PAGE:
The recession that began in 2008 continues to inflict pain on many consumers and businesses even though some economic indicators suggest that it has ended. The effects of the recession will last well beyond the time when economists say the economy is better. A great article in strategy + business by Matthew Egol, Andrew Clyde, and Kasturi Rangan makes the case that buying behavior has been significantly modified among many consumers. The core position of the article is that many consumers will continue their frugal shopping behaviors adopted during the recession, even after the economy returns to greater prosperity.
If the trend predicted in the article holds over time, it will trigger major shifts in marketing strategy. The pre-recession mantra of many marketers was more product benefits = higher prices = greater profits. Those were the good ol’ days! Going forward, marketers must look for opportunities to provide value in ways other than peripheral product benefits or rely on the power of their brand to justify charging price premiums. One point made that I believe is on target is that marketers need to create clear distinctions among products at different price points. In other words, sellers must have a good understanding of customers in order to develop products that serve the needs of a value conscious segment (i.e., low price), a premium customer segment willing to pay a higher price to receive greater benefits, and perhaps a segment of customers that fall in between.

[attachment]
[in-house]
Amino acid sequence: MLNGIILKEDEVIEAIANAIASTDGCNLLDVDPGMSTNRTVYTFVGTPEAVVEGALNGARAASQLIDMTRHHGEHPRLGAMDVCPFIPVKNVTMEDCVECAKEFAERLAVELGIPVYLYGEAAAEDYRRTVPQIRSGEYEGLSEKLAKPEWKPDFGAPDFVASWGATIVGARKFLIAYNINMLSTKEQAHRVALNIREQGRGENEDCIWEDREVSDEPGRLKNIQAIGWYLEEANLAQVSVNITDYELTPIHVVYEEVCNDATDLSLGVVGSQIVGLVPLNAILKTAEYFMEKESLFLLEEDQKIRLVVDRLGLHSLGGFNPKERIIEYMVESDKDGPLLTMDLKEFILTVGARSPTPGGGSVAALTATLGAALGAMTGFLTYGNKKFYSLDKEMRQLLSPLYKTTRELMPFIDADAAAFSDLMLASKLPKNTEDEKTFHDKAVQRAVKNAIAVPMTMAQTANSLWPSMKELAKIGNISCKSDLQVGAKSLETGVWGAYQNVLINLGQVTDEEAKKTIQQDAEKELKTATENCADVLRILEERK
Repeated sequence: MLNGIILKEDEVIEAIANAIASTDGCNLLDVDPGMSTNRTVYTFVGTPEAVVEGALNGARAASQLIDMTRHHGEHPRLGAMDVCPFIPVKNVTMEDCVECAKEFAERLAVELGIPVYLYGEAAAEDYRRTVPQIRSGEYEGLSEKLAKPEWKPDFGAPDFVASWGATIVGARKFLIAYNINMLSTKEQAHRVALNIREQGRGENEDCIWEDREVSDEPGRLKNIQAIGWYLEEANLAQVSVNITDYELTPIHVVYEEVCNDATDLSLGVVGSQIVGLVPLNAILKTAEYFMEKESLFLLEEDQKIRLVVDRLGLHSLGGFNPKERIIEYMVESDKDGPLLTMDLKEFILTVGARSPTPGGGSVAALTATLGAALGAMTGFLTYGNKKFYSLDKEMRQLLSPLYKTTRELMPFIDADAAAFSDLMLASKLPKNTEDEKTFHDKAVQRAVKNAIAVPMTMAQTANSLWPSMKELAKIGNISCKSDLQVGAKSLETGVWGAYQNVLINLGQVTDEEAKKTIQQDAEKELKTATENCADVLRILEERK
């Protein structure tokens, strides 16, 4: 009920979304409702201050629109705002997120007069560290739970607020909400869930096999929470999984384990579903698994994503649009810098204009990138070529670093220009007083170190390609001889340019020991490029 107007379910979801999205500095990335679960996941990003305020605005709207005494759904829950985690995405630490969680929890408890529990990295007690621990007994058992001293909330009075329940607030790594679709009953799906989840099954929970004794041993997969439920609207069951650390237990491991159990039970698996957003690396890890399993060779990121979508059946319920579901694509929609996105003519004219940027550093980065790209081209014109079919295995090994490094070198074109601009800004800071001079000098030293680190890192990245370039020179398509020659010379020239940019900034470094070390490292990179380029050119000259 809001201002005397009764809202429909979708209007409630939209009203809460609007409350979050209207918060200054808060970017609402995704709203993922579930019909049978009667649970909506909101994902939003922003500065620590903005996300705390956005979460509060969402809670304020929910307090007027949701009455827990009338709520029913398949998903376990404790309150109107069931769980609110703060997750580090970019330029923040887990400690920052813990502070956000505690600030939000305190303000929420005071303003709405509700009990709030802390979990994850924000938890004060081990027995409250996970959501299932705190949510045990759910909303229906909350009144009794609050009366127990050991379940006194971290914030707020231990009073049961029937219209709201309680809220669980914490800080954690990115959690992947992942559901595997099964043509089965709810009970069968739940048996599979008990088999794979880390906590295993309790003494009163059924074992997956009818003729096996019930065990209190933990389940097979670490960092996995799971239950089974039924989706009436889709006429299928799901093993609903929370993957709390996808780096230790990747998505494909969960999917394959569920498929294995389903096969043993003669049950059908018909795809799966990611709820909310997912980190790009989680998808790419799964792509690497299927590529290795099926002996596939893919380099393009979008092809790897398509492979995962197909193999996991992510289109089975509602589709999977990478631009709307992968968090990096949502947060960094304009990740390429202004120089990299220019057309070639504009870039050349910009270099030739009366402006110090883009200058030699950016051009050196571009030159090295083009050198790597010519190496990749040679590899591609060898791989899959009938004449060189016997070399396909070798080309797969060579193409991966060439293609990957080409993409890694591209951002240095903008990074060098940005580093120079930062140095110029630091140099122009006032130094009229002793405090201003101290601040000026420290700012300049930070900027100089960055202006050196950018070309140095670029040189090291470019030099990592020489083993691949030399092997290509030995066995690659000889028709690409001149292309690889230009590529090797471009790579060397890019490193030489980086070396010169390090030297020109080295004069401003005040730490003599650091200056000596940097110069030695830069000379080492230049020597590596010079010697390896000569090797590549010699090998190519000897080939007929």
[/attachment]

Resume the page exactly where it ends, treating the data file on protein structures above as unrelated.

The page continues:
It could be said that the recommendations made by Egol, Clyde, and Rangan are hardly new. The need to understand customers has always been critical to a firm’s success. However, a major, permanent shift in buying behavior has occurred among many consumers. This shift makes it necessary to evaluate how we build relationships with customers. The impact of the new consumer frugality goes beyond the design and pricing of products. It will affect how we communicate with customers, too. Brand messages emphasizing “you deserve it” will be replaced with efforts to build community and encourage socially responsible consumption. In the final analysis, the most important takeaway from this article is a reminder that a marketer’s work is never done!
strategy + business – “The New Consumer Frugality” (requires free site registration)